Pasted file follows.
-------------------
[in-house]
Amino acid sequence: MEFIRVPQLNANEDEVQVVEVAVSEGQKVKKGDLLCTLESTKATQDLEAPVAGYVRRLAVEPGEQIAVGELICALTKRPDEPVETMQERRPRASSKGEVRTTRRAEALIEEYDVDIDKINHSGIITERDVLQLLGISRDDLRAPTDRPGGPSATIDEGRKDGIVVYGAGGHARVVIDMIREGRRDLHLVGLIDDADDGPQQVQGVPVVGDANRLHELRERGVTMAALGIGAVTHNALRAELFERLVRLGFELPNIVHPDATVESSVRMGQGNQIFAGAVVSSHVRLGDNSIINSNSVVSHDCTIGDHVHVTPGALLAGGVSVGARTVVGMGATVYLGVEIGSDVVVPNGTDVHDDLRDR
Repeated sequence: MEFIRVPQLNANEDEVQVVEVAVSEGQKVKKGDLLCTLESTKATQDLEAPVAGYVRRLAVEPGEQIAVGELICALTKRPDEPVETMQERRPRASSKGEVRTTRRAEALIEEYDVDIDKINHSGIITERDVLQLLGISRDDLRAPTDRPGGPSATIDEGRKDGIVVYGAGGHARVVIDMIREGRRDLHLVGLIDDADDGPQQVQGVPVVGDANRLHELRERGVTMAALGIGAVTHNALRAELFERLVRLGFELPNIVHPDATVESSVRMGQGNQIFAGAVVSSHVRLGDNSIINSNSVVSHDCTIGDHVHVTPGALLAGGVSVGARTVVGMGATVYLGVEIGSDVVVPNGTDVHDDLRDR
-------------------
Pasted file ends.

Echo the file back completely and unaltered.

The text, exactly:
[in-house]
Amino acid sequence: MEFIRVPQLNANEDEVQVVEVAVSEGQKVKKGDLLCTLESTKATQDLEAPVAGYVRRLAVEPGEQIAVGELICALTKRPDEPVETMQERRPRASSKGEVRTTRRAEALIEEYDVDIDKINHSGIITERDVLQLLGISRDDLRAPTDRPGGPSATIDEGRKDGIVVYGAGGHARVVIDMIREGRRDLHLVGLIDDADDGPQQVQGVPVVGDANRLHELRERGVTMAALGIGAVTHNALRAELFERLVRLGFELPNIVHPDATVESSVRMGQGNQIFAGAVVSSHVRLGDNSIINSNSVVSHDCTIGDHVHVTPGALLAGGVSVGARTVVGMGATVYLGVEIGSDVVVPNGTDVHDDLRDR
Repeated sequence: MEFIRVPQLNANEDEVQVVEVAVSEGQKVKKGDLLCTLESTKATQDLEAPVAGYVRRLAVEPGEQIAVGELICALTKRPDEPVETMQERRPRASSKGEVRTTRRAEALIEEYDVDIDKINHSGIITERDVLQLLGISRDDLRAPTDRPGGPSATIDEGRKDGIVVYGAGGHARVVIDMIREGRRDLHLVGLIDDADDGPQQVQGVPVVGDANRLHELRERGVTMAALGIGAVTHNALRAELFERLVRLGFELPNIVHPDATVESSVRMGQGNQIFAGAVVSSHVRLGDNSIINSNSVVSHDCTIGDHVHVTPGALLAGGVSVGARTVVGMGATVYLGVEIGSDVVVPNGTDVHDDLRDR